Are you interested in writing a blog about your experience of rare disease?

Whether you live with a condition yourself, or are a family member or carer for someone who does, we want to hear from you! We believe that sharing real life experiences of rare disease is essential to raising awareness about the issues facing those who live with them. Blogs can help bring patients with similar conditions or symptoms together, and help people affected by rare diseases to feel less alone.

The guidelines below should give you an idea of what to write about in your Patient Experiences blog. Once you have written the piece, you can submit your blog to us by e-mailing [email protected]. If you are not sure whether your blog idea is appropriate, please e-mail us first to describe your idea (in no more than 100-150 words).

The basics:

Planning your piece:

  1. Decide what to write about. You won’t be able to cover everything in one blog piece, so choose a period of your life, or a particular issue that you face, that you would like to write about. Here are a few suggestions:
    – Before I received a diagnosis.
    –  Managing my rare condition when there isn’t a treatment available.
    –  When my child first developed symptoms.
    –  Setting up/volunteering with a support group or patient organisation.
    –  Being involved in research.
    –  The difficulties of explaining my condition to friends.
  2. What impact has this issue or difficult period had in your life? Why is your story important? This is what you should try to get across throughout your blog.
  3. Do you have any tips or advice you’d like to share? What would you say to someone going through a similar experience? Other patients could learn coping mechanisms from your blog, please do not attempt to provide medical advice! (If someone needs medical help, their doctor should always be the first point of call).

 5 tips for blogging about your rare disease:

  1. Write as if you are talking – blogs work best when they are conversational. Use words you would usually use – avoid looking at the thesaurus if you can!
  2. Don’t be afraid to share the difficult bits. It can be daunting to share experiences that have been challenging, but describing them could help others going through similar things. You might be able to help others by sharing how you coped with your experiences, and what support helped you (whether from friends, family, a patient organisation or support group).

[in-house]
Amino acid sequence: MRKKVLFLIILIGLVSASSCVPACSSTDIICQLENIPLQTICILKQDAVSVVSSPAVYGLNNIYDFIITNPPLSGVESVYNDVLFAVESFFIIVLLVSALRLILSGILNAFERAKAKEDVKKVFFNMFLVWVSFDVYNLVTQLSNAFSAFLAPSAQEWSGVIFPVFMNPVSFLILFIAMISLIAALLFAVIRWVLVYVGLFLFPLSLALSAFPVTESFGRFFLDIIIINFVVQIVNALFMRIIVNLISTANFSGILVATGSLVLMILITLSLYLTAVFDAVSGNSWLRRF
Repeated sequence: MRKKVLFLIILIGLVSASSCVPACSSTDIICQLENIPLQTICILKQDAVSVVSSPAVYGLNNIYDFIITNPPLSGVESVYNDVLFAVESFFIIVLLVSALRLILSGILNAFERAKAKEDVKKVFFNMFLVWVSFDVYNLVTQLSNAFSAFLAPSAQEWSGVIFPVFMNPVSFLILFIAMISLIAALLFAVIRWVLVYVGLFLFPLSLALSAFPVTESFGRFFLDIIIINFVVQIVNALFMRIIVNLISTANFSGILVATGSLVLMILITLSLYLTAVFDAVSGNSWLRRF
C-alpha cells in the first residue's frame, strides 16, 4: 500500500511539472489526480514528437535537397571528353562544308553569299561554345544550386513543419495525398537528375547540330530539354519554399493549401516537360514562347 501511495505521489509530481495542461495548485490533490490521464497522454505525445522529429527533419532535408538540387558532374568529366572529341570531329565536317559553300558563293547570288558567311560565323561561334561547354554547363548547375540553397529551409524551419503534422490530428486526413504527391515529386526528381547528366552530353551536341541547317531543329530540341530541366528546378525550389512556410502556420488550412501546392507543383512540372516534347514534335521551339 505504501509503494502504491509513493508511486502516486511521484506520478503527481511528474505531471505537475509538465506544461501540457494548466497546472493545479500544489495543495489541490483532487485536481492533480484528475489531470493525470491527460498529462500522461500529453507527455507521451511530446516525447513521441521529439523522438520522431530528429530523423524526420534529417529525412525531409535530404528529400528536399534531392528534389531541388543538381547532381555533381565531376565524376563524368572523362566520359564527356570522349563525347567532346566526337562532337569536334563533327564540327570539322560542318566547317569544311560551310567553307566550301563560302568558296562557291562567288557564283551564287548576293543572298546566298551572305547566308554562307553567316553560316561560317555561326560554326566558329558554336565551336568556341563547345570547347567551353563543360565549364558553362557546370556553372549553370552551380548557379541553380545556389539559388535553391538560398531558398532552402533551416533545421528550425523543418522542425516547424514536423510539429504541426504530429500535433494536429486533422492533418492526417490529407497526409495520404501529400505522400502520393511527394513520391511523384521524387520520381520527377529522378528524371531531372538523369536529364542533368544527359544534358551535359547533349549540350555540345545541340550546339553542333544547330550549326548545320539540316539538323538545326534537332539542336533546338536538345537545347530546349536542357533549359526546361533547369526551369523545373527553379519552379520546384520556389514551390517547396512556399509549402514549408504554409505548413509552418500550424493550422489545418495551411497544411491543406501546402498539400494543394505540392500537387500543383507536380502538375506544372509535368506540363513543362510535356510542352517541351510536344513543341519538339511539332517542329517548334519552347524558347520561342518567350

3. Stick to specific events, such as the time just before diagnosis, or a particular obstacle you have faced, such as learning to live with pain. When you have lived with a rare disease for a long time it can be tempting to try and write about everything you have been through. It is generally more impactful to focus on a significant period of your life.
  4. Describe how the events or obstacles have made you feel. It is easier for readers to relate to feelings than objective descriptions of events. For example, instead of:

    “I was admitted to hospital for some tests so they could work out what was wrong. The next day, the doctor gave me the name of the condition and the name of a patient organisation in my area.”

    Why not write:

    “I was terrified when my GP said I needed to go to hospital for the tests – I could barely sleep the night I was there. It is hard to put into words what I felt when the doctor gave me the name of the condition. I’d never heard of it before, and I was confused. It was a relief when he handed me a leaflet for a patient organisation in my area. Their support has been invaluable.”

  5. Don’t put pressure on yourself to write about something you aren’t comfortable sharing. It can be hard to write about living with a rare disease, and if you’re not sure you feel up to it yet, that’s okay. We don’t give deadlines to people who want to write a blog, and you can take as long as you need to finish it. If you want to write about something you wouldn’t usually talk about, you can publish the post anonymously or with just your first name. Please tell us beforehand if you would like to do this.

What we can’t publish:

Other information:

Rare Disease UK would like to acknowledge that this document draws on the guidelines written by Mind.